A plausible reason for the observed parvalbumin interneuron hypomyelination may be the impaired maturation of OL lineage cells in the mPFC of APO-SUS rats. The increase in the number of early-myelinating OLs at P21 indicates that in APO-SUS mPFC there are abnormalities in OL lineage progression already at the onset of myelination. This was accompanied by decreased myelin-related mRNA expression, suggesting that in the APO-SUS mPFC the OLs produce less myelin-related mRNAs per cell. The fact that at P90 (in adulthood), we found a similar number of OPCs and decreased numbers of early-myelinating, as well as mature OLs points to an impairment of OL maturation, consistent with the significantly reduced expression of all six myelin-related genes examined in the adult APO-SUS mPFC. Likewise, in postmortem PFC of SZ patients, the total number of OL lineage cells is reduced, while no changes in the total number of OPCs have been observed59,60. The reduced number of mature OLs in APO-SUS BC was not accompanied by changes in OL differentiation or myelination, and suggests an increased myelin production by mature OLs in this brain region. In contrast, the differences in OL maturation observed in the mPFC do lead to affected myelination. Primary oligodendroglial cell cultures from APO-SUS and APO-UNSUS cortex revealed that the intrinsic capability of APO-SUS OPCs to proliferate and differentiate was still intact. This suggests that APO-SUS oligodendroglia do have the capacity to terminally differentiate and myelinate axons. We therefore conclude that the OL microenvironment within the APO-SUS mPFC plays a pivotal role in inducing the OL lineage progression impairment observed in the APO-SUS rats.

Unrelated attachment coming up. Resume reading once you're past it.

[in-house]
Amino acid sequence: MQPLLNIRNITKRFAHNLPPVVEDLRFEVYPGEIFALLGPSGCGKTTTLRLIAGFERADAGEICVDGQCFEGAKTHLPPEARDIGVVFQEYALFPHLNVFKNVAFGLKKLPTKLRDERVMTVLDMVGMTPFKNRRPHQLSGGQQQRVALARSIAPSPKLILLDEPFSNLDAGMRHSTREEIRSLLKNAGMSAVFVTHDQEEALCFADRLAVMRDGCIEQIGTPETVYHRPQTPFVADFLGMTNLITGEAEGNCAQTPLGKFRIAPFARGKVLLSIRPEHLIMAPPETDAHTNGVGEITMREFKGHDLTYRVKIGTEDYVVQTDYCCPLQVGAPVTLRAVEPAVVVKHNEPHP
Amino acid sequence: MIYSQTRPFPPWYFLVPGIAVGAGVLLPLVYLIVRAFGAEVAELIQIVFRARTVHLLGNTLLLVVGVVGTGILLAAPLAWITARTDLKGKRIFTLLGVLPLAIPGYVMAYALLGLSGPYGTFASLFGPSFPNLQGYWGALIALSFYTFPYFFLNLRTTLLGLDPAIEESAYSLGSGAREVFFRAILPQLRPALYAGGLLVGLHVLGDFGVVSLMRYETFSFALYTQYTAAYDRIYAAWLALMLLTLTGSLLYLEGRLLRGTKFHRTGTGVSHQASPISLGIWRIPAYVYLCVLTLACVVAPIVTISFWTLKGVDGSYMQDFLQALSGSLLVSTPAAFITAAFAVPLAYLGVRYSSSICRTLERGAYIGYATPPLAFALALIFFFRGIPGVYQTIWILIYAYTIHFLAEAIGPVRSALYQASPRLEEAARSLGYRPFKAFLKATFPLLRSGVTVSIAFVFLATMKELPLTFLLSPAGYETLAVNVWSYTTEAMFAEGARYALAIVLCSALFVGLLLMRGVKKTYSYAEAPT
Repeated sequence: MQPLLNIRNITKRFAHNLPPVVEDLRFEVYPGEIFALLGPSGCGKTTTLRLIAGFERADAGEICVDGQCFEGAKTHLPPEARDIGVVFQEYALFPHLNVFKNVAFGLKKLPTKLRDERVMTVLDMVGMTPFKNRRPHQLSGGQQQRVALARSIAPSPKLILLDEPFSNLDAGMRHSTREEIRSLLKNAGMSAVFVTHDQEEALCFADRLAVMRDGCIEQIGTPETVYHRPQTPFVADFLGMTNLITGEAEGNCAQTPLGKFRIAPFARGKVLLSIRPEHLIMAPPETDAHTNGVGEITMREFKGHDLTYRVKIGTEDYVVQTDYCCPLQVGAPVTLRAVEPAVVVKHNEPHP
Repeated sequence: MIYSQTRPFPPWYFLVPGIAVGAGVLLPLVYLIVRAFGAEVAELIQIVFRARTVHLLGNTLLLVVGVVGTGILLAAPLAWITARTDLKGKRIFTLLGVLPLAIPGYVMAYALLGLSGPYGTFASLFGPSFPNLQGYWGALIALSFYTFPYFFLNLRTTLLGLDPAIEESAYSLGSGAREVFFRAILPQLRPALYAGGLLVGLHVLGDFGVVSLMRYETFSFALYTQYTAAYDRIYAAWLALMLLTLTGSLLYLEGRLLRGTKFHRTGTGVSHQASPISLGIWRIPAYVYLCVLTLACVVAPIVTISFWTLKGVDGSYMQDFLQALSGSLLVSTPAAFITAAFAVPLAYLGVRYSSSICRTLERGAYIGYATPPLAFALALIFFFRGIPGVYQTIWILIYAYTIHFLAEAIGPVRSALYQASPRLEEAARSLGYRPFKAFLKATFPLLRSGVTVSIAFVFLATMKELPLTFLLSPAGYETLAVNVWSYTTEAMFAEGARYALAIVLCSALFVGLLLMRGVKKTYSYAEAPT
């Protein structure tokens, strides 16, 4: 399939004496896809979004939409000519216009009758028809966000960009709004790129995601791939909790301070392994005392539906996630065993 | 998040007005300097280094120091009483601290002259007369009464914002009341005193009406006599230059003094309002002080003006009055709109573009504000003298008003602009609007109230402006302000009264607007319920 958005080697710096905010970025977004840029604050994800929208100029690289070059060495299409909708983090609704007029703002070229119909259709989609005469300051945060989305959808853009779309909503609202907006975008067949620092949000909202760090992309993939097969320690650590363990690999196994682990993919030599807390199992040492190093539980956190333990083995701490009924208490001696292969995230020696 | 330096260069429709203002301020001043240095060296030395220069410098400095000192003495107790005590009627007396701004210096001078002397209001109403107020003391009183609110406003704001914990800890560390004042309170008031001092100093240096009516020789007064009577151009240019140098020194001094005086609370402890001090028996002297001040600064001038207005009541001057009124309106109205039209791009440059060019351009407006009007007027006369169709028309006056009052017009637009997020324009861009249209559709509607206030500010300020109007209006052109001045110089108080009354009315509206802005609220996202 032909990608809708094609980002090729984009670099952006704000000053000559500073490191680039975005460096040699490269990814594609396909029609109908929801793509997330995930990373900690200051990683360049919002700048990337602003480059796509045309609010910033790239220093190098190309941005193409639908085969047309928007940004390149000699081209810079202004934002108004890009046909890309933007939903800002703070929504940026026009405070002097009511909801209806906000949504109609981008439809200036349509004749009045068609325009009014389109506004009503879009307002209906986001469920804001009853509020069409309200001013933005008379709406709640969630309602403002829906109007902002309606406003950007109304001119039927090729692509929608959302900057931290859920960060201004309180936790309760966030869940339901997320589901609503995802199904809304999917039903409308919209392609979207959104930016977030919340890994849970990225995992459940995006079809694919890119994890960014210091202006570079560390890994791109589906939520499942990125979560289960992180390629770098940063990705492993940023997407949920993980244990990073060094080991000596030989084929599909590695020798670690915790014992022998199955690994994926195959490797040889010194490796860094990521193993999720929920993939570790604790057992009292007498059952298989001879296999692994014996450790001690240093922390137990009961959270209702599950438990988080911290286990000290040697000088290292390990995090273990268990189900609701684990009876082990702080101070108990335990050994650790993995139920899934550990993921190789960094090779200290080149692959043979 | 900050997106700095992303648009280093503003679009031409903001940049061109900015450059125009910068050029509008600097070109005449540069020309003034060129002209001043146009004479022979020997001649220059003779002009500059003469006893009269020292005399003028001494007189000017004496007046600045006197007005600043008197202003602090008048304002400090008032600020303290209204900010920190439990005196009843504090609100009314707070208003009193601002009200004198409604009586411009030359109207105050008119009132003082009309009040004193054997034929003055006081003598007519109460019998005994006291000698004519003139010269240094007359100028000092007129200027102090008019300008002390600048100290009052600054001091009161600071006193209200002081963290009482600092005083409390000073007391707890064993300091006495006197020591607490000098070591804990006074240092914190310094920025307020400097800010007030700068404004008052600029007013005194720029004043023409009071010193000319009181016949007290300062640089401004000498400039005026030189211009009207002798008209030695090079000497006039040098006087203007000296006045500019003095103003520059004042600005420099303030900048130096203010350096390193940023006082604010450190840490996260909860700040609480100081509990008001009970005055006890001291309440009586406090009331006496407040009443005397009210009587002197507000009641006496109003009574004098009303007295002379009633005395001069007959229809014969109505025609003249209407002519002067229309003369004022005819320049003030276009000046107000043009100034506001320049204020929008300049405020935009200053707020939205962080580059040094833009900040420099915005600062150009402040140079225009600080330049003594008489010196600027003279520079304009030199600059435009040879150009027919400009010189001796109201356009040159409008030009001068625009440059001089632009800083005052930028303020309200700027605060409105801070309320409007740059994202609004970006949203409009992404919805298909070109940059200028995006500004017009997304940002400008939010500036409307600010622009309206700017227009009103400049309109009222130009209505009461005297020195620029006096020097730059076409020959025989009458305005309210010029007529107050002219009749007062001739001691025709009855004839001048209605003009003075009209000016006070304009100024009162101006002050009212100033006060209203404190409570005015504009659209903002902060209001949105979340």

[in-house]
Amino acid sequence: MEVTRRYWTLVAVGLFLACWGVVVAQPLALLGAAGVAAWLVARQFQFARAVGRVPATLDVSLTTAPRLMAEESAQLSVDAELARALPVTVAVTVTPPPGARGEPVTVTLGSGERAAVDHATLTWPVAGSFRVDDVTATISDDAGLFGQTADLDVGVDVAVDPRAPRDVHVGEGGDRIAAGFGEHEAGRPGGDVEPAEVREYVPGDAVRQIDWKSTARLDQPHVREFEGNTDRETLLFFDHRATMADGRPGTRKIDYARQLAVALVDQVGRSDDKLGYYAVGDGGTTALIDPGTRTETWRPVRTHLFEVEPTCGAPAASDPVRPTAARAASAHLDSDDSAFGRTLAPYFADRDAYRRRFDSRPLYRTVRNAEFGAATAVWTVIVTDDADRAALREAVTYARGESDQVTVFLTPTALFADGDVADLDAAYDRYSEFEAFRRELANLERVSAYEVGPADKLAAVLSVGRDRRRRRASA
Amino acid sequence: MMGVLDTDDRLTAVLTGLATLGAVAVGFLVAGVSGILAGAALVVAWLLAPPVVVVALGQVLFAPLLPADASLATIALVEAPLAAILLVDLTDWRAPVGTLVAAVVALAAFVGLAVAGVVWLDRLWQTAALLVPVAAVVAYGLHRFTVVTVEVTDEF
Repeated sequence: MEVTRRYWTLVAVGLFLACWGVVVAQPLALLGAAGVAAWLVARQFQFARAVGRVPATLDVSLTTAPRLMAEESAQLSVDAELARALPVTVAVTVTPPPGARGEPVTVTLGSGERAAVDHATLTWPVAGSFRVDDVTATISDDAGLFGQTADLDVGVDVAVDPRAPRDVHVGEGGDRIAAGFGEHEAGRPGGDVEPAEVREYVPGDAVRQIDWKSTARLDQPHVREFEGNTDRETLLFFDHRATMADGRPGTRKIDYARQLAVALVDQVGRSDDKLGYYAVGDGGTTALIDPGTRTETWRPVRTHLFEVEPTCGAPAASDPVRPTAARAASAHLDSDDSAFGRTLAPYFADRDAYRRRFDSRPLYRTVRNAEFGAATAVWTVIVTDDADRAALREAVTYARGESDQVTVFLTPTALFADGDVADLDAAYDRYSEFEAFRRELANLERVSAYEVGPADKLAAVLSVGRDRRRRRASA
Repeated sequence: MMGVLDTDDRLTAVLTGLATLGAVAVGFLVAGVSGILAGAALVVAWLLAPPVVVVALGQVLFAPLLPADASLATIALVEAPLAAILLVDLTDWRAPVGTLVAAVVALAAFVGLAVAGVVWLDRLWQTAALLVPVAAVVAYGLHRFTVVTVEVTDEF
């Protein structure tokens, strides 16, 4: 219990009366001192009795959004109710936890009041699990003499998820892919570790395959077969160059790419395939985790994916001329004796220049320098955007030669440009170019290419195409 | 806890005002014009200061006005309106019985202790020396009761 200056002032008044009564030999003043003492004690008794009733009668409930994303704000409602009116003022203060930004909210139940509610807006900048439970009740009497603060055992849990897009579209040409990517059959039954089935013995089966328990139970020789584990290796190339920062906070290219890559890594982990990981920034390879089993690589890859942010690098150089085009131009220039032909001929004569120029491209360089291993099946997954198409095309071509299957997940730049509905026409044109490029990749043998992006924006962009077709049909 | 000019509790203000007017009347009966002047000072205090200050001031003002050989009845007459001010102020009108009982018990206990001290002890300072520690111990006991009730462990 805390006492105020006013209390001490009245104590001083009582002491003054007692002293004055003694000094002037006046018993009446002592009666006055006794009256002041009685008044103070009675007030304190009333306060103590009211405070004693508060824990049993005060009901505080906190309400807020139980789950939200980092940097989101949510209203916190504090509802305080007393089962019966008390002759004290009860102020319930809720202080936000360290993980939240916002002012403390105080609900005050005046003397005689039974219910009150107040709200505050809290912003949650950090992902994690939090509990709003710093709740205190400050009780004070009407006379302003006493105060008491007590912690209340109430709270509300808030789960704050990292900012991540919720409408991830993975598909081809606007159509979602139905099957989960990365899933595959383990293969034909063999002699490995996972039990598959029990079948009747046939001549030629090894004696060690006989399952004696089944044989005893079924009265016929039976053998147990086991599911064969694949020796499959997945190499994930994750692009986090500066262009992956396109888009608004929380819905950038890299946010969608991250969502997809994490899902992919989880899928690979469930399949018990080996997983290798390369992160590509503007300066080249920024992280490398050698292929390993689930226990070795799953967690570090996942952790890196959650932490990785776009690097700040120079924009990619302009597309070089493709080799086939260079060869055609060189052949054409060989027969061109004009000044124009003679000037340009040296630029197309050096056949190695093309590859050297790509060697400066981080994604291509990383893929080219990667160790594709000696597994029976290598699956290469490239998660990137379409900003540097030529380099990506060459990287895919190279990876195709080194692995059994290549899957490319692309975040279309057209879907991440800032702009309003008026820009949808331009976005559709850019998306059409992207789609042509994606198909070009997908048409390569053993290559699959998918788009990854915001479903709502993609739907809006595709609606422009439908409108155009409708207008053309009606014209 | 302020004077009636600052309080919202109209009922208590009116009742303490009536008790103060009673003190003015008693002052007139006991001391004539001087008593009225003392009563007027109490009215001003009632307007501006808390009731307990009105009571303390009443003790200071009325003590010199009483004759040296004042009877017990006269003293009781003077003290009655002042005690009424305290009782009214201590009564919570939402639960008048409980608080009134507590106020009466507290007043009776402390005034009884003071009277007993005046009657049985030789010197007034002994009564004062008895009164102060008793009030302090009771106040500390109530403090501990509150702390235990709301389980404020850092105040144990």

Behavioral experiences are known to influence the development of oligodendroglia and myelination in the PFC (ref. 42). For example, in rodents voluntary exercise increases OL proliferation in the PFC61, sociability influences myelination and OL development in the PFC during adolescence43, and environmental enrichment stimulates OLs to produce more myelin44,45. The effects of behavioral experiences are strongest within the critical period of PFC myelination, i.e., during adolescence43. Importantly, adolescent individuals at high risk for SZ show higher rates of sedentary behavior, less physical activity, and decreased sociability that correlate with cognitive symptoms in later stages of SZ (refs. 46,47,62). Furthermore, levels of academic achievement and social interactions prior to disease onset during adolescence are associated with the degree of impairment in working memory and executive functioning during later phases of SZ (refs. 49,50,51). This indicates that socializing and cognitive challenges can positively influence cognition during the course of SZ. Indeed, exposing APO-SUS rats to an environmental enrichment paradigm that included voluntary exercise, increased sociability, and opportunity for novelty exploration during adolescent mPFC development restored the number of OL lineage cells. The increased density of OPCs following environmental enrichment suggests that under this condition more OL lineage cells remain in the OPC pool. Other studies that have applied environmental enrichment to treat glial abnormalities in rat brain have reported similar increases in the number of OPCs (refs. 63,64,65). Environmental enrichment did not affect in APO-SUS mPFC the total number of mature OLs, but increased the number of early-myelinating OLs as well as the number of myelinated axons to numbers comparable to those in APO-UNSUS mPFC. This is in line with previous studies in rodents, showing that environmental enrichment increases myelin production42,44,45. The exact mechanism underlying the myelin increase is at present unclear, but it has been hypothesized that environmental enrichment causes changes in neuronal activity, axon-OPC synapses, growth factor release, neurotransmitter release, excretion of metabolites, and inflammatory factors that can influence oligodendroglial cells and myelination42. Environmental enrichment during mPFC development was also sufficient to rescue cognitive flexibility in the extra-dimensional set-shifting test, clearly indicating that developmental interneuron hypomyelination contributes to the cognitive impairment observed in the APO-SUS rat model of SZ.